Waiting for Yingluck to start giving back
- Published: 12/09/2013 at 09:48 AM
- Online news:
In March this year, there was an article detailing Prime Minister Yingluck Shinawatra’s globetrotting. It concluded that since she took office in August 2011 she had visited about 30 nations - that's about 1.6 foreign trips for each of her 19 months on the job.
Since March, she has continued spending a lot of taxpayers’ time and money globetrotting. She’s the number one public servant, so it’s our time and money she’s spending.
Understandably, it’s good public relations. And politically, it’s a sound strategy to stay away from Thailand, far away from the mud slinging, the scandals and the controversies. Keep her image clean, at least relatively, and get through to the next general election.
Meanwhile, let the Democrats scuffle in parliament and sweat in the streets, with its party leader embroiled in the "stupid" comment controversy.
It’s a good strategy – perhaps not for Thailand, but definitely for family, friends and political party. Certainly better than staying at home and answering reporters’ questions with the proverbial, "I will set up a committee to look into it, na ka." Two years in office, there must be at least 200 committees looking into various things, stumbling in the dark.
Prime Minister Yingluck Shinawatra tours the office of the United Nations Human Rights Council in Geneva, where she delivered a speech. (File photo)
But while it’s a good strategy for the political machine, it simply is not constructive for Thailand. Some may argue otherwise, but I beg to differ. Look at the mountains of problems inside the country that need her attention. Any lady or gentleman, smart or stupid, should realise domestic crises trump international public relations. It’s a matter of priorities.
However, I can live with her globetrotting if the prime minister gives more on these trips.
I’m a citizen of this nation and I support her and her government if they do wonderful things for Thailand, as I would also benefit. Conversely, I criticise her and her government (or is it "his" government? Ah, never mind, that’s an old story) if they do poorly by the country, after all I would lose out.
It’s very selfish of me, but it’s democracy, so it’s all about me. Better yet, it’s about us, the 65 million people of Thailand. So she’s our prime minister, whether we like it or not. Therefore we should insist. Nay, we should demand.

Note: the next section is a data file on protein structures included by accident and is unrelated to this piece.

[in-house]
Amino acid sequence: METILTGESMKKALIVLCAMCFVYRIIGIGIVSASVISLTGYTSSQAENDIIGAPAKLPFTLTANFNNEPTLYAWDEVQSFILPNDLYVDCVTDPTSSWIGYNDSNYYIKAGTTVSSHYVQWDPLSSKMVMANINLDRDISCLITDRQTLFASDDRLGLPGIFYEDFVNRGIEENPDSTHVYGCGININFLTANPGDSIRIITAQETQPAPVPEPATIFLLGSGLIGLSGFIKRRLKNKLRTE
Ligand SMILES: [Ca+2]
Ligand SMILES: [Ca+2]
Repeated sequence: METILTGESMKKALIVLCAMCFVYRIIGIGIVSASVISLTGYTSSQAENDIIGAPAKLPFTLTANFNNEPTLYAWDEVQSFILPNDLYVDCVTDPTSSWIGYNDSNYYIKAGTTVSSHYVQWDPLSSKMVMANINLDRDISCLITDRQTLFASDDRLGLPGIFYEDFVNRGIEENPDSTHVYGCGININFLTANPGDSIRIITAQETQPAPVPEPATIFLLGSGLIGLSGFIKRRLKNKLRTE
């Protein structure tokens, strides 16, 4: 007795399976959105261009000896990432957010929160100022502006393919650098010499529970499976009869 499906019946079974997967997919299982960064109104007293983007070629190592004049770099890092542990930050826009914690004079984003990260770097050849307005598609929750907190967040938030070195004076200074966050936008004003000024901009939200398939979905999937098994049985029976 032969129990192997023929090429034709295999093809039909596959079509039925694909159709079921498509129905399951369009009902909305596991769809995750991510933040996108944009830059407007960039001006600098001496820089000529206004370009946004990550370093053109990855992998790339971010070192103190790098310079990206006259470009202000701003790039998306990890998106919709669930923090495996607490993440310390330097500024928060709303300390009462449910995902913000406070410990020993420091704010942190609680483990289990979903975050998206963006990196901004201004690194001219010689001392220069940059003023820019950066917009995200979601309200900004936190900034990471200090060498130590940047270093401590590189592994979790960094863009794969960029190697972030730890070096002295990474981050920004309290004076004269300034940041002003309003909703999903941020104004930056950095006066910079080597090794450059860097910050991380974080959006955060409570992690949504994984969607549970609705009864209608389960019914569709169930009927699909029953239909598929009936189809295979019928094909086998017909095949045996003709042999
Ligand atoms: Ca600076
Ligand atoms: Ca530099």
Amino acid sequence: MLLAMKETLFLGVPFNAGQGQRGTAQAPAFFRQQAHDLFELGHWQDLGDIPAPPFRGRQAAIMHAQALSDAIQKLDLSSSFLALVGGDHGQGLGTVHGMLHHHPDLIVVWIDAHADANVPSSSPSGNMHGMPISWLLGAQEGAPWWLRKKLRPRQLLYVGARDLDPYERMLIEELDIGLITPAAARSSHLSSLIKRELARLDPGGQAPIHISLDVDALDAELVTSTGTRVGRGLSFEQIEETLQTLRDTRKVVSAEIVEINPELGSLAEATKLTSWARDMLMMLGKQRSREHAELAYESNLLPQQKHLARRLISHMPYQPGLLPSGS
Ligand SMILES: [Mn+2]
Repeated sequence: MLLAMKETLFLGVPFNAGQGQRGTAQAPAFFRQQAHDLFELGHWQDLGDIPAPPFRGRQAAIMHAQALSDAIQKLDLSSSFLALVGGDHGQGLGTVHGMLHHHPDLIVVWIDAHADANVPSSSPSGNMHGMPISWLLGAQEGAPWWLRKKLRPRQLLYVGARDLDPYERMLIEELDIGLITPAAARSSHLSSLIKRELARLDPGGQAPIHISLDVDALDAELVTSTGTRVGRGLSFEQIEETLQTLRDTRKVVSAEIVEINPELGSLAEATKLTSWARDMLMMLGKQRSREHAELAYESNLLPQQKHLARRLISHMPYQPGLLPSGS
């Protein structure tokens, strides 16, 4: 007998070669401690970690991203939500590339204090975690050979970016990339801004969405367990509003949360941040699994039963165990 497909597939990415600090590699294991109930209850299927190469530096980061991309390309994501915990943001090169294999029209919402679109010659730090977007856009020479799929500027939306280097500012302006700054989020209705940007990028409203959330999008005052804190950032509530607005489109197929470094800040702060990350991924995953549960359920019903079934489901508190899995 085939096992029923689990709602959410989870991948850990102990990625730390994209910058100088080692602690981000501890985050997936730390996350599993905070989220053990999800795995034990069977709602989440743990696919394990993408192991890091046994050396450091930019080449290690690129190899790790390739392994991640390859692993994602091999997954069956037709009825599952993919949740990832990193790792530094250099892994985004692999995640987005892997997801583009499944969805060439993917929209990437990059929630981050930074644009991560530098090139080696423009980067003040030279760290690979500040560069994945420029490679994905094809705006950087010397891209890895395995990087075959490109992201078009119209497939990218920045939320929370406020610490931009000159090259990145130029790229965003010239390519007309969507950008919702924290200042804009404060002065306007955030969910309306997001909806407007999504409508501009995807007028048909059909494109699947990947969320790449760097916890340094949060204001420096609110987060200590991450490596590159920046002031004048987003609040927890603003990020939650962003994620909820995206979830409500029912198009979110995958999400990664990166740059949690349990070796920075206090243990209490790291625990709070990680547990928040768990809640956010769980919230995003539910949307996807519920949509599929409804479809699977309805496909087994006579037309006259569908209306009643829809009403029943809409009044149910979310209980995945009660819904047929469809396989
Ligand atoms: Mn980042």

For example, we should insist that the next time she’s in Geneva (lovely city, by the way) to speak at the United Nations Human Rights Council (UNHRC), she should finish her sentences. When she was there early this week, she simply did not finish her sentences, so I feel my, excuse me, our time and tax money were wasted even more than usual.
For instance, she said, "we must continue to support democratic values by protecting people's rights and liberties…"
Those were lovely words, but she should also have finished the sentence by adding, "…and therefore I will pursue with boundless energy bringing to justice those people who abused the rights of others by seizing, destroying, bombing, killing and burning – no matter which colour shirt they wore, yellow or red, khaki or green – this is because I am the prime minister of Thailand, not beholden to any one colour shirt.
"In fact, ladies and gentlemen of the UNHRC, soon as I get home, I will order my political party to cease efforts to push through any amnesty bill. In fact, somebody get me on Skype right now!"
The prime minister also told the UNHRC High Commissioner Navi Pillay that lese majeste defendants and convicts should have fair trials, legal representation and proper treatment.
Prime Minister Yingluck Shinawatra with Mongolian President Tsakhiagiin Elbegdorj after she addressed the Ministerial Conference of the Community of Democracies. (Reuters photo)
Again, lovely words, but she should have finished the conversation by saying: "Therefore, with the testimonials of former lese majeste convict Thanthawut Aweewarodomkul on the lack of legal assistance and cruel prison treatment, I will launch a full investigation into the Thai legal and prison systems, punishing wrongdoers (if any are found) to the full extent of the law.
"In fact, Ms Pillay, as soon as I get back to Thailand I will personally sponsor a bill to reform the lese majeste law. Hold on, somebody book my ticket home now! Economy class!"
These are just a couple of examples. Both missions are difficult and dangerous no doubt, which is why the prime minister should be in Thailand, surrounding herself with the best legal and political minds, hammering out strategies that will accomplish the missions.
Of course, we all realise that it’s family tradition to run a government, or a country, from foreign soil. But surely, we all recognise the value of actually being in a country to run a country.
Yes, I support my, excuse me, our prime minister in doing wonderful things for Thailand. It’s just a matter of actually doing it. Handouts and free money are good. If the government wants to subsidise my salary by 10% I would gladly accept, and possibly demand even more.
But there is more to running a country. Two more years left, prime minister, I, excuse me, we are still waiting – don’t let our time and tax money waste away.
About the author
- Writer: Voranai Vanijaka
Position: Political and Social Commentator